Second is to note that the most important fact about the "Ground Zero mosque" controversy is that it is not a controversy at all. There has never been any doubt that neither the city of New York, nor the state of New York, nor the government of the United States would intervene to interrupt the construction of the Cordoba House. This despite the fact that former government officials such as Sarah Palin and Newt Gingrich, who may also be presumptive future government officials, have issued calls for the Cordoba House group to "voluntarily" scrap their plans on the grounds of sensitivity. And despite the fact that prominent pundits like Charles Krauthammer have called for the use of zoning restrictions to prevent construction, and the governor of New York personally offered to help locate another site for Cordoba.

That this is not a matter of policy, that it cannot be, is what separates the U.S. from every other liberal democracy, and it was one of the proudest accomplishments of the Founders.

In the end I completely agree with Ezra Klein that the whole thing is a summer storm that will blow over quickly with no lasting consequences. (Dave Weigel was smart to recall the long-forgotten 2006 "Dubai Ports" dust-up.) But the principle is important, and it's worth taking a step back to note who is in favor of intimidating and disenfranchising minority groups and who is not. I am not. Unlike Peter Beinart, I'm not willing to throw in the towel out of exasperation. We can and should expect better of our elected officials, pundits, and fellow citizens.

Saturday, August 14, 2010

Revisiting the 1982 Global Banking Crisis

. Saturday, August 14, 2010
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Somebody in my Google Reader (I think Chris Blattman) pointed to this hour-long 1983 Canadian documentary on the 1982 sovereign debt crisis that threatened the global banking system. It's pretty good. The first half is mostly about the bailout of Dome Petroleum, which affected Canadian banks much more than others. Think auto bailouts in the U.S. for analogue. The last 15-20 minutes are more interesting to me, however. A lot of parallels to the current crisis, including the politics of bailouts, who funds international institutions (and therefore who calls the shots), the need for international coordination but difficulty in reaching it, etc. All common themes on this blog.

Anyway, it's a nice perspective on the last major global banking crisis, while it was ongoing.

The Problem with Turkey

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Johann Hari reports on an American journalist jailed in Turkey for reporting on human rights abuses against the Kurds:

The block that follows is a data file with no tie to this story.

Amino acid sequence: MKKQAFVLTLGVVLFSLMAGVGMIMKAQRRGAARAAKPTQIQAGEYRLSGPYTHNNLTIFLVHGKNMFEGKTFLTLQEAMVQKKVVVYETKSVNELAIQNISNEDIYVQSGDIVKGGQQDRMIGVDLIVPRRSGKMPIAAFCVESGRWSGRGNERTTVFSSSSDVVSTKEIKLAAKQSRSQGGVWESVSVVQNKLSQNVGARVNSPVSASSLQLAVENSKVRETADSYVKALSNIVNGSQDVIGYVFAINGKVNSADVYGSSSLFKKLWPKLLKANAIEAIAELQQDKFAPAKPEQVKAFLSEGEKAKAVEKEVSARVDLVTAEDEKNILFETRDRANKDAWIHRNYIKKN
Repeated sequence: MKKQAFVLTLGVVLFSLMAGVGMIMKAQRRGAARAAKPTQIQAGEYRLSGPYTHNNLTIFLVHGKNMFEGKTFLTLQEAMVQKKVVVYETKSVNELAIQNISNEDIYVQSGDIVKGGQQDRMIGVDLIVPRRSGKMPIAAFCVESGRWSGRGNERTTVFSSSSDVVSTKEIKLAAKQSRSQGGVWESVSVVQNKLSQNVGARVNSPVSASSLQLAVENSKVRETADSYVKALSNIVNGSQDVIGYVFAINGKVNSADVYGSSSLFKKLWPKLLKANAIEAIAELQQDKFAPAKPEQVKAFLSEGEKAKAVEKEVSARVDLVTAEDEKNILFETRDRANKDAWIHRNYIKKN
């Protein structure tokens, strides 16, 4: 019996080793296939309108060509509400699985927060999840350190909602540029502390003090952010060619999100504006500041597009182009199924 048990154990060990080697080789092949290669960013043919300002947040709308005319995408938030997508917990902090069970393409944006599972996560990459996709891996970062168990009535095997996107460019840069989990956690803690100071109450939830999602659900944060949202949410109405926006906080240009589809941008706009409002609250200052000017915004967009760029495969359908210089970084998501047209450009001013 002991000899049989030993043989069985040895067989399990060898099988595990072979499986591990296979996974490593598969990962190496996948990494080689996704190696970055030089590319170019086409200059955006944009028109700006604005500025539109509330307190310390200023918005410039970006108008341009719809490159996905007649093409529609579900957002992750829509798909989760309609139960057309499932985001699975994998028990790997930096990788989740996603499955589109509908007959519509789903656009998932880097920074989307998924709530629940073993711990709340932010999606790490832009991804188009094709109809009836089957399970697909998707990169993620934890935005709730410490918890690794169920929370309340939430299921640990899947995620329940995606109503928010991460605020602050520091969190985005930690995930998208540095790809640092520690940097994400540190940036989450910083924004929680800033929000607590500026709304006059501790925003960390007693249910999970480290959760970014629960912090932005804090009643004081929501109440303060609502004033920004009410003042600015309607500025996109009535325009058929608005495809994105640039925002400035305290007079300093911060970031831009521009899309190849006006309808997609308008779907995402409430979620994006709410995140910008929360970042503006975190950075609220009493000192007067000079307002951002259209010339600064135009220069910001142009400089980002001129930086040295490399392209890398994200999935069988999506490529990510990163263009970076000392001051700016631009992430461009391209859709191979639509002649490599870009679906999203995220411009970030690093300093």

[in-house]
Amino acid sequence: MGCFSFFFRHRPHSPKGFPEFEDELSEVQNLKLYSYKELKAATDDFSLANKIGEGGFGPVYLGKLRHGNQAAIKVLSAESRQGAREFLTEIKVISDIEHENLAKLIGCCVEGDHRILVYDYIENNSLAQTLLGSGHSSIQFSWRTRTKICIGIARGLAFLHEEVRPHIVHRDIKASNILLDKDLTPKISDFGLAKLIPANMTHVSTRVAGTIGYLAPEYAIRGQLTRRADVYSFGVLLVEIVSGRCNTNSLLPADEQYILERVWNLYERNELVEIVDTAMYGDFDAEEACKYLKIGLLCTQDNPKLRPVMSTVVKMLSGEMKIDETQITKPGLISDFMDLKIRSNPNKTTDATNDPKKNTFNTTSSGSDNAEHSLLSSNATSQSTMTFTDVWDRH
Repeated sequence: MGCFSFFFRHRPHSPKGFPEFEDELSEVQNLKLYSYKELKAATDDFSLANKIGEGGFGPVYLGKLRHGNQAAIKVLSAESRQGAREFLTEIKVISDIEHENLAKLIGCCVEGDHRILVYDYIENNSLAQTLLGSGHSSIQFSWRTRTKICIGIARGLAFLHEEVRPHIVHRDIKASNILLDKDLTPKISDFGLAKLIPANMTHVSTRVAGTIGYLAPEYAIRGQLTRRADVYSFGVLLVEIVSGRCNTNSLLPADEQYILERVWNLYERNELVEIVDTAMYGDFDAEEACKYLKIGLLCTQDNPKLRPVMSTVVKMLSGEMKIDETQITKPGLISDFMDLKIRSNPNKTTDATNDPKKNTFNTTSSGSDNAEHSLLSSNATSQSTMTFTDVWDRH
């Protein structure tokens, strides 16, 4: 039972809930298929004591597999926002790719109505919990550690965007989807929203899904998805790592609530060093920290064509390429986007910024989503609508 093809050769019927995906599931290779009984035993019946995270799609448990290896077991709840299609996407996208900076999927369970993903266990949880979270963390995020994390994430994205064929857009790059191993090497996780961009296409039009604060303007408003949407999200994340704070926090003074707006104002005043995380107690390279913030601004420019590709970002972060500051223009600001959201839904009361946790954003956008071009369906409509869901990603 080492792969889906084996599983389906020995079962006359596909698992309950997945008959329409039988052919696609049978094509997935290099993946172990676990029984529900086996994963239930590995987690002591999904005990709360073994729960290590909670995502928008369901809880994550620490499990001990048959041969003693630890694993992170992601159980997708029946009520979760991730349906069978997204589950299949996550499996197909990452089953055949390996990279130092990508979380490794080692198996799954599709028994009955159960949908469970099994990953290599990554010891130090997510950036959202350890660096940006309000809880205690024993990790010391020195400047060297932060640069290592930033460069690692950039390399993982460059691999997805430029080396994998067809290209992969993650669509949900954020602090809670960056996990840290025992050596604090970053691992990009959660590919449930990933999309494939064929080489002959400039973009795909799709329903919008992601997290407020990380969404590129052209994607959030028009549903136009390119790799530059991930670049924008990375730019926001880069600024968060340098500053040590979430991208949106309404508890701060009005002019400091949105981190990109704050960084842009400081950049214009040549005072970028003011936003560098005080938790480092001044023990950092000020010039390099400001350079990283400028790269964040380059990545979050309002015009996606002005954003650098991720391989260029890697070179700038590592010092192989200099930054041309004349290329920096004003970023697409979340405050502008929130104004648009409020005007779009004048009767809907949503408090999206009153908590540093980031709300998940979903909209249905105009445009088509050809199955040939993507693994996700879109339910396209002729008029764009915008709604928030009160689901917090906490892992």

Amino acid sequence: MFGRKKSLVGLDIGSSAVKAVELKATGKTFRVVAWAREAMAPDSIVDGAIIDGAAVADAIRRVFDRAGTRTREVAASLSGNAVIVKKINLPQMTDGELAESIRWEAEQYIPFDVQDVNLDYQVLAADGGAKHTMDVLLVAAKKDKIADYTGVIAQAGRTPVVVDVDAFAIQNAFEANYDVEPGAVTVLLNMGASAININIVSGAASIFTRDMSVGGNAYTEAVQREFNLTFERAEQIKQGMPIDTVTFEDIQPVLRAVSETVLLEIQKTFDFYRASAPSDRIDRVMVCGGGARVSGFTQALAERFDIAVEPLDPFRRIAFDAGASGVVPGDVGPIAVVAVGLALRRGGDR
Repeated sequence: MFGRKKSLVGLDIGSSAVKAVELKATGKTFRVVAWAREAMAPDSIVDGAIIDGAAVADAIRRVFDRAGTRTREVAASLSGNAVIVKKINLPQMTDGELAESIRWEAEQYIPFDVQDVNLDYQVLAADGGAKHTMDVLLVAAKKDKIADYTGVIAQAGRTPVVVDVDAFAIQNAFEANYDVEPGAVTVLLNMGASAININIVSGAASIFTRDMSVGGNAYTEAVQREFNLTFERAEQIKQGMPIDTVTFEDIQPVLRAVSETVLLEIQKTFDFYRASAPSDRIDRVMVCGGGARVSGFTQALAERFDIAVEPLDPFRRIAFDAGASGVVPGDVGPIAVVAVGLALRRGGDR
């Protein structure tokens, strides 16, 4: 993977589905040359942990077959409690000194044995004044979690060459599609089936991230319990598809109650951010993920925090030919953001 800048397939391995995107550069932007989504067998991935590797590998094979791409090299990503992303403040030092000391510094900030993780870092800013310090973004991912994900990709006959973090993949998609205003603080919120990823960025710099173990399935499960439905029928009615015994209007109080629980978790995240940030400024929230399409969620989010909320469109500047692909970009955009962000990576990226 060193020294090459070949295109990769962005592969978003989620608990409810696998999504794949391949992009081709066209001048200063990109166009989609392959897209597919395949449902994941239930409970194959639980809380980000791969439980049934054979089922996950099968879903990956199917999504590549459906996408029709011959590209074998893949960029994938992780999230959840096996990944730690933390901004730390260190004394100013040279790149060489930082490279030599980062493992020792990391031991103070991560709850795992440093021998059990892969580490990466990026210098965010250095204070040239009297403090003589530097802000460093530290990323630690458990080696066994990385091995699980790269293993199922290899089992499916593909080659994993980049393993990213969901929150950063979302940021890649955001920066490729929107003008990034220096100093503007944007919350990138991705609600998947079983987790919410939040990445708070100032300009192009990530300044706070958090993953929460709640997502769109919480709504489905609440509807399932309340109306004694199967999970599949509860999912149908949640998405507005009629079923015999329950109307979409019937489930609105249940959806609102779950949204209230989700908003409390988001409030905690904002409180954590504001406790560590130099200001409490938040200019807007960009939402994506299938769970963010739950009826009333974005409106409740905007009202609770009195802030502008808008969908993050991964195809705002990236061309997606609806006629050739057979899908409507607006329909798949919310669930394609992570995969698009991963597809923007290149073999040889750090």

The excellent young American journalist Jake Hess - who is a good friend of mine - has just been imprisoned in Turkey in extremely worrying circumstances. Hess has been factually reporting from Southern Turkey for over a year now on way the Kurdish civilian population is being treated.


Here is the article for which Hess was arrested.

This is only the most recent in a disturbing trend in Turkey of silencing dissidents and oppressing minority groups. Dani Rodrik recently wrote about the troublesome trials of former military officers, and questioned whether Turkey can still be referred to as a secular democracy.

Both Hari and Rodrik might be accused of bias -- Hari because of his friendship with Hess, and Rodrik because one of the former military leaders is his father-in-law -- but as these cases increase in frequency and severity hope begins to wane that Turkey will continue to develop into a strong, secular, democracy. Obviously things are not yet decided, but the recent history is grim.

Friday, August 13, 2010

A Spade Is A Spade

. Friday, August 13, 2010
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Just after I post a riposte to Charlie Whitaker he goes and writes something else on the same topic. Nothing really new in it. Here's the conclusion, which is the only part of his argument that matters:

There may be a difference between a defence contractor petitioner and a homeless person petitioner that isn’t to do with their relative advantages. Not all vote getting is vote grubbing. To approach government and ask for something isn’t to rent-seek.


Yes. It. Is. Absolutely, it is.

Here, I think, is Whitaker's problem. He presents "government" as some philosopher-king type of institution that has independent resources to distribute to the public according to need. This is completely false, and by "completely" I mean that it is the exact opposite of truth. All government funds come from somewhere and are disbursed somewhere else. In that transaction some benefit while others suffer. The fact that all government expenditure is redistribution in some form or other means that anyone who petitions the government for those funds (or other protections) is, in fact, seeking rents. There may be more or less egregious examples of this of course, and if Whitaker wants to have a normative discussion about which groups ought to benefit and which ought not I'm happy to oblige. But in positive terms, at their root the homeless and the defense contractor are one and the same in the ends, if not their means. (I should note that the term "rent-seeking" does not imply anything about means, only ends.)